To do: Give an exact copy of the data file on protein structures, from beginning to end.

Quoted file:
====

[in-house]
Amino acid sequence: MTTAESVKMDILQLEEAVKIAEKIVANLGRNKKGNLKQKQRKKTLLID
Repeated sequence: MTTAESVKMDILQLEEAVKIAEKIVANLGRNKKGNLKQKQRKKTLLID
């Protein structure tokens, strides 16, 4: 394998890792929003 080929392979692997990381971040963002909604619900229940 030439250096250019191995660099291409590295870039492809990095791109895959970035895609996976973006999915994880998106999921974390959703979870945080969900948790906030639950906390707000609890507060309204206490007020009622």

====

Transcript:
[in-house]
Amino acid sequence: MTTAESVKMDILQLEEAVKIAEKIVANLGRNKKGNLKQKQRKKTLLID
Repeated sequence: MTTAESVKMDILQLEEAVKIAEKIVANLGRNKKGNLKQKQRKKTLLID
């Protein structure tokens, strides 16, 4: 394998890792929003 080929392979692997990381971040963002909604619900229940 030439250096250019191995660099291409590295870039492809990095791109895959970035895609996976973006999915994880998106999921974390959703979870945080969900948790906030639950906390707000609890507060309204206490007020009622």